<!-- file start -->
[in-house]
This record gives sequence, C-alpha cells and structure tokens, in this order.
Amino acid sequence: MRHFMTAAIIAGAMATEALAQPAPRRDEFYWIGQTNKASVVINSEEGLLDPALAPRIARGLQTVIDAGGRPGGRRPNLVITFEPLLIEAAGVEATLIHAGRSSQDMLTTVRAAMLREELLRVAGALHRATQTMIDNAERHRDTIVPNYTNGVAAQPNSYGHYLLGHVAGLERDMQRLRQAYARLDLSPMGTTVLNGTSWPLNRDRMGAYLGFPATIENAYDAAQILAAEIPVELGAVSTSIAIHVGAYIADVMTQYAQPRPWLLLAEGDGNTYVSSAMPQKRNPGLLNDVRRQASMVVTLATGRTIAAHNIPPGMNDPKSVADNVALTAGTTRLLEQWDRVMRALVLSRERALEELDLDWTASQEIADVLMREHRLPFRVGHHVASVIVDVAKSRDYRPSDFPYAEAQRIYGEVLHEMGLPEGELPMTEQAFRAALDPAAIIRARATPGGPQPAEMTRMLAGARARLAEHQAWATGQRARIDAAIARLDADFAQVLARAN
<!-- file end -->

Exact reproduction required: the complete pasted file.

[in-house]
This record gives sequence, C-alpha cells and structure tokens, in this order.
Amino acid sequence: MRHFMTAAIIAGAMATEALAQPAPRRDEFYWIGQTNKASVVINSEEGLLDPALAPRIARGLQTVIDAGGRPGGRRPNLVITFEPLLIEAAGVEATLIHAGRSSQDMLTTVRAAMLREELLRVAGALHRATQTMIDNAERHRDTIVPNYTNGVAAQPNSYGHYLLGHVAGLERDMQRLRQAYARLDLSPMGTTVLNGTSWPLNRDRMGAYLGFPATIENAYDAAQILAAEIPVELGAVSTSIAIHVGAYIADVMTQYAQPRPWLLLAEGDGNTYVSSAMPQKRNPGLLNDVRRQASMVVTLATGRTIAAHNIPPGMNDPKSVADNVALTAGTTRLLEQWDRVMRALVLSRERALEELDLDWTASQEIADVLMREHRLPFRVGHHVASVIVDVAKSRDYRPSDFPYAEAQRIYGEVLHEMGLPEGELPMTEQAFRAALDPAAIIRARATPGGPQPAEMTRMLAGARARLAEHQAWATGQRARIDAAIARLDADFAQVLARAN